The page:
“Will I ever see them?” I asked.
“The mark of a good servant is never to be seen,” the Lioness replied and changed the subject back again.
It took a long time to come around to the point of asking about the prairie. Nysa was growing impatient, but she did not dare to interrupt us.
“You may stop pacing the floor and ask me your question,” said the Lioness finally, flicking one ear and turning her gold eyes on Nysa for the first time.
“When Arri was last in these caves, she found an exit to a prairie,” said Nysa.
“Yes, it’s a lovely place that belonged to Jezreel.”
“Where is it?” I asked, “I want to show it to Nysa.”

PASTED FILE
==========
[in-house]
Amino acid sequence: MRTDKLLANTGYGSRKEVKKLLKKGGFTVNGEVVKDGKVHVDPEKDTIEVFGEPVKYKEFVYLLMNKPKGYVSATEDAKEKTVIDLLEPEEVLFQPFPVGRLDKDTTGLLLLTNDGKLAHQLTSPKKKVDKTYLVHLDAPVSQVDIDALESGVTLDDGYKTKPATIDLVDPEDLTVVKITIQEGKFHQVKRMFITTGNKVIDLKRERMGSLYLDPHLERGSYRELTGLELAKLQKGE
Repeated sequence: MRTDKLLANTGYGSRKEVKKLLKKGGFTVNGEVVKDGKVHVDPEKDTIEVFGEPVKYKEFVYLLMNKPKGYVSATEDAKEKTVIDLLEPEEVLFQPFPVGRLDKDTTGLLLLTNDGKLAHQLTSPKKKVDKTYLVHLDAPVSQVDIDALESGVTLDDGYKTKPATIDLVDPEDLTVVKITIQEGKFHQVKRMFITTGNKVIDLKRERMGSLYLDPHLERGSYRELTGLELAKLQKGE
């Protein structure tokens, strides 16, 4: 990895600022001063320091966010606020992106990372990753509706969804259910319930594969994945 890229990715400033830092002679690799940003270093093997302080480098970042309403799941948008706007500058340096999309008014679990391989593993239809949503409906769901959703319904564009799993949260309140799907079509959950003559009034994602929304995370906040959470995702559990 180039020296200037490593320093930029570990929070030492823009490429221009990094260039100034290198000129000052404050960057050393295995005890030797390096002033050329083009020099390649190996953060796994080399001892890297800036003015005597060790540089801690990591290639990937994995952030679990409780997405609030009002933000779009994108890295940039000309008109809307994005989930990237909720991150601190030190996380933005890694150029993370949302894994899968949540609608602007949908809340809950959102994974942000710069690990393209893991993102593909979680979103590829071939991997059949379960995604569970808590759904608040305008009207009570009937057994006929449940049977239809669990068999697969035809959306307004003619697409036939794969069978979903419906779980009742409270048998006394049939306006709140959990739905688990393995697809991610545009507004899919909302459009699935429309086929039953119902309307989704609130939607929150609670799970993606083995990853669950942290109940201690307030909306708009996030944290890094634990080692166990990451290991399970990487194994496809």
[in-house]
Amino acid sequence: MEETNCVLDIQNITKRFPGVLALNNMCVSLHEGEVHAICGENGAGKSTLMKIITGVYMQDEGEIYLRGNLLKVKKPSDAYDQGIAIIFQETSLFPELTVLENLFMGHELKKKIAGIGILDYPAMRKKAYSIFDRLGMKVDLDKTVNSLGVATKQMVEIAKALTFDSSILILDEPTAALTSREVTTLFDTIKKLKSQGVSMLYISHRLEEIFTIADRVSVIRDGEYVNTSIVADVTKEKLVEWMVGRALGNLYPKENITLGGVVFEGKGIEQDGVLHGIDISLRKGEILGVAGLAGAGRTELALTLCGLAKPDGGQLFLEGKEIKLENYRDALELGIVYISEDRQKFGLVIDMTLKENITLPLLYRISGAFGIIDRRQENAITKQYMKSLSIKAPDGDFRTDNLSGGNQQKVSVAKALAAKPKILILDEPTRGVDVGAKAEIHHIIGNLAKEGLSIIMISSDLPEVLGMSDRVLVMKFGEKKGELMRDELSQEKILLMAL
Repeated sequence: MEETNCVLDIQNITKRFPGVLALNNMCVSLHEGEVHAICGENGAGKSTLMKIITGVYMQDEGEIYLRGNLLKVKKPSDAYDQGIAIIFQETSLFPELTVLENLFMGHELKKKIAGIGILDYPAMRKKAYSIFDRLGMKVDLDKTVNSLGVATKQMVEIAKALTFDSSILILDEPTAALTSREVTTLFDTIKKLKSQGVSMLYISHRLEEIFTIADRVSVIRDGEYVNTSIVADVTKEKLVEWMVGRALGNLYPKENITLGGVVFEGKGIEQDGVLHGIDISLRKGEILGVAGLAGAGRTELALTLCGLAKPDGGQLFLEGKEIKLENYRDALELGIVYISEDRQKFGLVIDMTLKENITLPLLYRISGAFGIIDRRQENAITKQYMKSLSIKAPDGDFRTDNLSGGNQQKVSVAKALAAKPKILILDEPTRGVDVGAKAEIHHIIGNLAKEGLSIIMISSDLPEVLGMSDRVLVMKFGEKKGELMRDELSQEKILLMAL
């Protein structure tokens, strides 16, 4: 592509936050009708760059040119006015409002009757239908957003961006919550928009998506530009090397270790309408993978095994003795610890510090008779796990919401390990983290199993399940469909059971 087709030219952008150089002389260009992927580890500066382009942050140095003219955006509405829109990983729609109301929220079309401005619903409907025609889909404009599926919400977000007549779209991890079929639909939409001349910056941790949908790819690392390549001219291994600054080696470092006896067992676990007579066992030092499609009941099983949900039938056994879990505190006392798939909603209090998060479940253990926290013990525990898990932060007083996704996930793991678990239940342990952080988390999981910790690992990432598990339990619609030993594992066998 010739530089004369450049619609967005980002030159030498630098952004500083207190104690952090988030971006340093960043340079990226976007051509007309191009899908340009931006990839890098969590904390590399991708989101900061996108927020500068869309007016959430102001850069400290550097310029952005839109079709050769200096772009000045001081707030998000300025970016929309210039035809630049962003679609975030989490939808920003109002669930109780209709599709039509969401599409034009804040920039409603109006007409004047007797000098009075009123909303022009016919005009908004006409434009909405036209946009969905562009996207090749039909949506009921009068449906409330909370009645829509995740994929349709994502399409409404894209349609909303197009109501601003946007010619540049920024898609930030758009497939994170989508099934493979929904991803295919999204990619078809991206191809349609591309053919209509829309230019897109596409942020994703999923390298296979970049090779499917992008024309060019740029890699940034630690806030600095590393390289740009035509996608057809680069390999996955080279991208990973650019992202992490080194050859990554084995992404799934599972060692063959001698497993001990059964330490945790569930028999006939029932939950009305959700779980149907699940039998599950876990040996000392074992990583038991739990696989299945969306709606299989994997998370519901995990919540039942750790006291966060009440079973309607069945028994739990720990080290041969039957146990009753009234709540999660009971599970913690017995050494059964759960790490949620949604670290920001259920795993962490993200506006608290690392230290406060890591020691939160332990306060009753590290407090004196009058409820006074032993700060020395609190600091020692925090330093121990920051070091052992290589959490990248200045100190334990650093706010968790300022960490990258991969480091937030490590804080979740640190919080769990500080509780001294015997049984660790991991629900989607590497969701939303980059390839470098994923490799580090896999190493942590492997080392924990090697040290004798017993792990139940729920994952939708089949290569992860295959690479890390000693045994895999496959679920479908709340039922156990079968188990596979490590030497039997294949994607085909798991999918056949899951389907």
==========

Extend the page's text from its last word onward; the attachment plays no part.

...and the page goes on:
Trena looked highly amused by this announcement. “It’s near the southern border of Elcaro. Your fairy book has many connections that you have not explored yet, Arrietta. This will be a good place to start. Nysa, if you’re to accompany her, be mindful of your steps.” She yawned, showing many sharp, white teeth. Her eyes, however, continued to sparkle.  “You must wonder how you got there, Arrietta. I admit that I sent you, because you were upset and your footsteps echoed through all the cave, pounding away all peace. I thought you would like to see one of you mother’s favorite places. But I will not send you this time. You must learn to travel on your own. One day I will teach you to create your own connections to places, but for now, I recommend learning about Jezreel’s places. I believe you will find them as useful as she did. You will also find, however, that the places outside this cave take even more magic to get to, so don‘t exhaust yourself. Be careful.”